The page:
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The Warsaw Voice » The Polish Science Voice » December 21, 2012
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An Exceptional Protein
December 21, 2012   
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A small protein called chemerin plays a big role in the body’s immune response to disease, a group of Polish researchers based in Cracow have found.

The protein directs the body’s immune cells to wherever an inflammation begins. What’s more, it can also kill fungi and bacteria, according to the researchers, who hail from the Department of Immunology at the Faculty of Biochemistry, Biophysics and Biotechnology of the Jagiellonian University in Cracow.

Most immune cells are found in the blood, but they are also present in lymph nodes and the spleen. At a time when microorganisms invade the body, these cells, to defend the body against disease, must move to where the inflammation occurs. Chemerin plays a role in directing them there.

“Chemerin is a protein molecule that has been repeatedly studied by scientists due to its various functions,” says Joanna Cichy from the Faculty of Biochemistry, Biophysics and Biotechnology of the Jagiellonian University. “Following the interest it aroused in the early 1990s, scientists began looking at it again with renewed vigor in recent years. One of the key questions that the researchers in my team asked themselves was: How does chemerin influence the movement of these cells and what implications does this have for the body’s immune response.”

Cichy’s research team is working as part of the TEAM program of the Foundation for Polish Science and is using a grant from the National Science Center. The project is called “A new look at the role of chemerin in physiological processes and the pathogenesis of immune diseases.”

It is known that chemerin is activated by some of the enzymes secreted by the cells of the immune system. An active form of chemerin is found in some bacteria and in people with autoimmune disorders, for example on the skin of patients with psoriasis and in the synovial fluid of those suffering from rheumatoid arthritis. Researchers believe that chemerin not only controls the movement of cells, but also has an anti-inflammatory effect. Moreover, chemerin controls the formation of fat cells, which is important in metabolic problems such as type 2 diabetes and obesity.

U.S. scientists have discovered that chemerin is strongly activated, for example during the treatment of skin diseases such as psoriasis and skin cancer, with tazarotene, a drug based on derivatives of vitamin A, says Cichy.

Cichy took an interest in chemerin while on a Fulbright scholarship at Stanford University in California in the United States. At the time, researchers there were studying the cell migration process in a project led by Prof. E.C. Butcher and B.A. Zabel, Ph.D.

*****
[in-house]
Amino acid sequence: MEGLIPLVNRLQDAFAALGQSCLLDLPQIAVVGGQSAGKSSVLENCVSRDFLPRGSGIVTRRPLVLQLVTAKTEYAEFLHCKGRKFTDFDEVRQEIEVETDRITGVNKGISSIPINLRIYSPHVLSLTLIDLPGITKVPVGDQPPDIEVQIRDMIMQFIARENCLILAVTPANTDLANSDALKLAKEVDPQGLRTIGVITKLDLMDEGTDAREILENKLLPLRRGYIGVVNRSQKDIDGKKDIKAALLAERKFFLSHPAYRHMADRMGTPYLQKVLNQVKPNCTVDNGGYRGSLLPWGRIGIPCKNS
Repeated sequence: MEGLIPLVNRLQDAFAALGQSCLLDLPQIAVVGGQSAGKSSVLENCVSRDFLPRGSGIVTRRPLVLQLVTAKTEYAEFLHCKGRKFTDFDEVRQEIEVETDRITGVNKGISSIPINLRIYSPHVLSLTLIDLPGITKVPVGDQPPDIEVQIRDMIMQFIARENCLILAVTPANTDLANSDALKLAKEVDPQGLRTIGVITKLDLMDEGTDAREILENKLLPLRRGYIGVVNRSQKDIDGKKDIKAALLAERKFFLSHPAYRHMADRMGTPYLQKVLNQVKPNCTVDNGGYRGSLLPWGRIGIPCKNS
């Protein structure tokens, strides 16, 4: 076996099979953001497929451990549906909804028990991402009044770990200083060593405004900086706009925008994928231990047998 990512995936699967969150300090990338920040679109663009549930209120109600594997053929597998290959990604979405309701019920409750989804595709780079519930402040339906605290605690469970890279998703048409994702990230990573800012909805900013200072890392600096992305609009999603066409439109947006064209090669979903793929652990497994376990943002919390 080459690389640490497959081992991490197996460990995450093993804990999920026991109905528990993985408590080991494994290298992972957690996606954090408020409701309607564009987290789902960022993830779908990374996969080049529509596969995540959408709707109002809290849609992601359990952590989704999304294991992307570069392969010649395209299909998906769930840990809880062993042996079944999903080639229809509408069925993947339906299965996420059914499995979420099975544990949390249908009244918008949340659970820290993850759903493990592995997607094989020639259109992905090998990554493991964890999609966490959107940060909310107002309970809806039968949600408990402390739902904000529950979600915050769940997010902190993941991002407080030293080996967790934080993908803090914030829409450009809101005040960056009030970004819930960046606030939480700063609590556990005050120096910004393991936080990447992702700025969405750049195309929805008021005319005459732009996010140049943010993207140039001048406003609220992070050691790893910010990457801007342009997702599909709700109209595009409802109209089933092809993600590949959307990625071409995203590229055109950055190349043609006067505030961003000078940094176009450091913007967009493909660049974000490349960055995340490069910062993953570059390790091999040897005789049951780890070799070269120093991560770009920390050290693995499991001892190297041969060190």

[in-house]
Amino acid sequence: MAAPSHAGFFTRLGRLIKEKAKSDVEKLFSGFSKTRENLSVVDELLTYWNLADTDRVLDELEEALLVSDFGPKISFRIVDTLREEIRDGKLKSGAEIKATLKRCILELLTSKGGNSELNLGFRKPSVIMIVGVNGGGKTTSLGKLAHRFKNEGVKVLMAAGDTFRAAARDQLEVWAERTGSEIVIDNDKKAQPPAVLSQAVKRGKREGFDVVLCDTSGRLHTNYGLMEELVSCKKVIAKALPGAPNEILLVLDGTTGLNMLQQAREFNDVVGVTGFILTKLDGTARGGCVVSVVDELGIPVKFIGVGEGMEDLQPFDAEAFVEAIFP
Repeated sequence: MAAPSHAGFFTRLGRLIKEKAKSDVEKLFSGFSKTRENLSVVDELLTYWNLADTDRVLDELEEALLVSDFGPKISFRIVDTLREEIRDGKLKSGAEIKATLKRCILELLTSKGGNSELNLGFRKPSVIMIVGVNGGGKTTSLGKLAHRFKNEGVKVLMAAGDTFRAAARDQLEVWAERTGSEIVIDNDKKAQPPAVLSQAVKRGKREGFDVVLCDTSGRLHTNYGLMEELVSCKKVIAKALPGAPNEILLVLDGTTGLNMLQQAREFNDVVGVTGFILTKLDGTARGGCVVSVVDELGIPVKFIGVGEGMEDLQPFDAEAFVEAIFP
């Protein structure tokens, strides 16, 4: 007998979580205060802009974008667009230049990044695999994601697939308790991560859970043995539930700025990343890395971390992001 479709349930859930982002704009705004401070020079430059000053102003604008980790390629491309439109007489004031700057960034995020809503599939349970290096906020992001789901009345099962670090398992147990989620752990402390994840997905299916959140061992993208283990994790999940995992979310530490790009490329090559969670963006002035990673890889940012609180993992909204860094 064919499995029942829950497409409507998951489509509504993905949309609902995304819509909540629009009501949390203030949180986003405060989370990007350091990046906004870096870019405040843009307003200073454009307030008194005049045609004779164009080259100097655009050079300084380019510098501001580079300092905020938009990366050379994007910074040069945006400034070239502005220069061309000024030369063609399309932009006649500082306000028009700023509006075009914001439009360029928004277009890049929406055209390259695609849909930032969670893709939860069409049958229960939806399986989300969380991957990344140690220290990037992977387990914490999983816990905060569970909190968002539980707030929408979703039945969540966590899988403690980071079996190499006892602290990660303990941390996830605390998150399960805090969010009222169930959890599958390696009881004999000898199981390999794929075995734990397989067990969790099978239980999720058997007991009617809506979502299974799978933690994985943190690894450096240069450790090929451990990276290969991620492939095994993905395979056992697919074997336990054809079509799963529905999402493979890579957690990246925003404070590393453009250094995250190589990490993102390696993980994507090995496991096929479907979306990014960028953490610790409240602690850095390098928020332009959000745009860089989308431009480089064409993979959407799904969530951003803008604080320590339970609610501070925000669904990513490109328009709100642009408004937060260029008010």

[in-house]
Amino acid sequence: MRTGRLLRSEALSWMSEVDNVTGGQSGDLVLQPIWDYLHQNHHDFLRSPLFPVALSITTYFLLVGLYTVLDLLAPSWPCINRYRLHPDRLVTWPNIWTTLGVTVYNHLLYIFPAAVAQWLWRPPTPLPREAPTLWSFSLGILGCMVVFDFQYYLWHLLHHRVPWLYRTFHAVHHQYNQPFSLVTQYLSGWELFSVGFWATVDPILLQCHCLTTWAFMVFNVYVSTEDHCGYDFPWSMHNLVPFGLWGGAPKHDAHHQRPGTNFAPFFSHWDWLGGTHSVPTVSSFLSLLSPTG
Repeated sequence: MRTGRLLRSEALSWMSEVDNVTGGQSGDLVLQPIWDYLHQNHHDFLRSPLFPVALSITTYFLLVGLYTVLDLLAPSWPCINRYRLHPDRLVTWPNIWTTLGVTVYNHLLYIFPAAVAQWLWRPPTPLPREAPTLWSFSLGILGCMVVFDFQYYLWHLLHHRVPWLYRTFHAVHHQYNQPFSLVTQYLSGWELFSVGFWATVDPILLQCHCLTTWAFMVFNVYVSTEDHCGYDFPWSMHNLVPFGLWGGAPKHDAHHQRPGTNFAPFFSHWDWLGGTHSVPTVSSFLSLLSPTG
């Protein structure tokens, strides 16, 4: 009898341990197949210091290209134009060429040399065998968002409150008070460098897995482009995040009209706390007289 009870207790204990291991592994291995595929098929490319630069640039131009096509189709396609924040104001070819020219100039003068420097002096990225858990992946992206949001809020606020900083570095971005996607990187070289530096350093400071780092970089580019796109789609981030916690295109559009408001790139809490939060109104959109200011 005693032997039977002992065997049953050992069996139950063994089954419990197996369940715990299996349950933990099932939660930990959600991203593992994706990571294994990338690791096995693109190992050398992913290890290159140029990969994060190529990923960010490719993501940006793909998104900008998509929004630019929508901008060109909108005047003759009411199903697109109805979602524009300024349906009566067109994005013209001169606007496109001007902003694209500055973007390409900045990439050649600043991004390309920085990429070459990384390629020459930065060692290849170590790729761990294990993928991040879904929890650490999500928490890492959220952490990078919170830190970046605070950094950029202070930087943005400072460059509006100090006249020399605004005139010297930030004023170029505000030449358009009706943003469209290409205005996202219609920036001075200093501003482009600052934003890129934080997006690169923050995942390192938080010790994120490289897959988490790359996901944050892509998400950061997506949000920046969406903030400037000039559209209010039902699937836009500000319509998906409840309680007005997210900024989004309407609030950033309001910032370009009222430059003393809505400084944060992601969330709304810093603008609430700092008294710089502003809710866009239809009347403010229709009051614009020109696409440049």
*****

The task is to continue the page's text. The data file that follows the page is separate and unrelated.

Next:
The researchers at the Jagiellonian University are focusing on autoimmune diseases, which means diseases in which the body mistakenly dispatches T cells or antibodies to attack its own tissues. The researchers are trying to determine what controls the movement of so-called dendritic cells, which initiate the malfunctioning of T cells or antibodies, in the case of disorders such as rheumatoid arthritis or psoriasis. Getting the right answer to this question could help millions of people worldwide suffering from these painful diseases.

In the case of psoriasis, chemerin plays an important role. The researchers have focused on studying the mechanisms behind the activation of this protein—different in the deeper layers of the skin than in the epidermis. Once they identified a group of proteolytic enzymes, or particles responsible for the activation of chemerin, they managed to reach the part of the protein which shows how the protein really works. This discovery could increase the effectiveness of treatment.

At the same time, the researchers managed to discover new functions of other particles present in the skin, such as the secretory leukocyte proteinase inhibitor (SLPI), which can also affect the inflammatory process in people suffering from psoriasis, though in a manner different from that described previously by other researchers. The researchers have also showed that chemerin in the epidermis has additional antibacterial and antifungal functions. This means its effect is different than in the deeper parts of the skin, where it controls the inflow of immune system cells when the skin is damaged.

“Although we have managed to identify and discover new mechanisms, we still have a long way to go,” says Cichy. Completion of the TEAM project is scheduled for 2014.

The research team at the Jagiellonian University includes biochemists, biophysicists, doctors, biologists, biotechnologists, and students from the Department of Immunology at the Faculty of Biochemistry, Biophysics and Biotechnology.

Teresa Bętkowska
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